- Use a different color highlighter and in the Fifth Amendment highlight “life, liberty, or property” and “due process of law”. Then in the Fourteenth Amendment highlight the identical phrases “life, liberty, or property” and “due process of law”. The Supreme Court, in Davidson v. New Orleans, says both phrases mean different things.
- You might also want to add notes in margins for some dates. Such as the British “surrender” at Yorktown, signing of the Peace Treaty, ratification of the Articles of Confederation, the due date of Franklin’s 18 Million Lira war debt, the signing of the Constitution, Washington’s oath of office, ratification of the Bill of Rights, and other important amendments that affect you. And dates when the US Capital moved to eight locations (or at least to NYC) before it moved to the District of Columbia — and the date of the Residence Act that authorized it to move to the District of Columbia.
- Notice that the future District of Columbia is land cession in article 1 section 8 clause 17. ‘Cession’ is not the word ‘ceded’. Cession, in ecclesiastical law means, “… vacating a benefice without proper dispensation.” And just in case you were afraid to ask: The word “Benefice” is defined in Black’s Law Dictionary as “A term derived from the feudal law, in which it signified a permanent … estate held by feudal tenure.” More information can be found in my article A Funny Thing Happened on the Way to the Forum.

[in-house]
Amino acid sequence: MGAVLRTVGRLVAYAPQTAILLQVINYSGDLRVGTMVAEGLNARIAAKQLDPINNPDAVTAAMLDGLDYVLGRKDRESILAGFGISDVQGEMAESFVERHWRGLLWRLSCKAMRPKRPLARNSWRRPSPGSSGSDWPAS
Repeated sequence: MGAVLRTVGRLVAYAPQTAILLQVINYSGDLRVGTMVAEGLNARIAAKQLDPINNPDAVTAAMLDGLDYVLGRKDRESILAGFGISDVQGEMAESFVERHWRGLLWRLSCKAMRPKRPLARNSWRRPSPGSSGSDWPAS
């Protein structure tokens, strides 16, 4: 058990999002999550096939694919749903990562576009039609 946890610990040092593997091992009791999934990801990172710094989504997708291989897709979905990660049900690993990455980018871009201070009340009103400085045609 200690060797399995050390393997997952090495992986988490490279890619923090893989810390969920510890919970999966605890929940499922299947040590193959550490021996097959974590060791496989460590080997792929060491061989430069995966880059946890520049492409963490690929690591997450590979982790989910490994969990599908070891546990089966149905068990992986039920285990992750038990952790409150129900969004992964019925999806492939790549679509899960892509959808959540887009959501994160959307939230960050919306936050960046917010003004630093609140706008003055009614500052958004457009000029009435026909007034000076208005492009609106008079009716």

- The Constitution is delegated authority (the root word of authority is author). Even the 10th Amendment says it is delegated. It was delegated in writing by “We The People”. They did not delegate any authority that they did not themselves have — such as authority to tax your neighbor, cancel their marriage, license their travel, restrict them from using life-saving medicine without your licensed pharmacy permission, cancel their debts (bankruptcy), require a wage authorization number to get a job, etc.
- The things the federal government is authorized to do are listed in Article 1, section 8. These enumerated powers are the limit of the Scope of Government.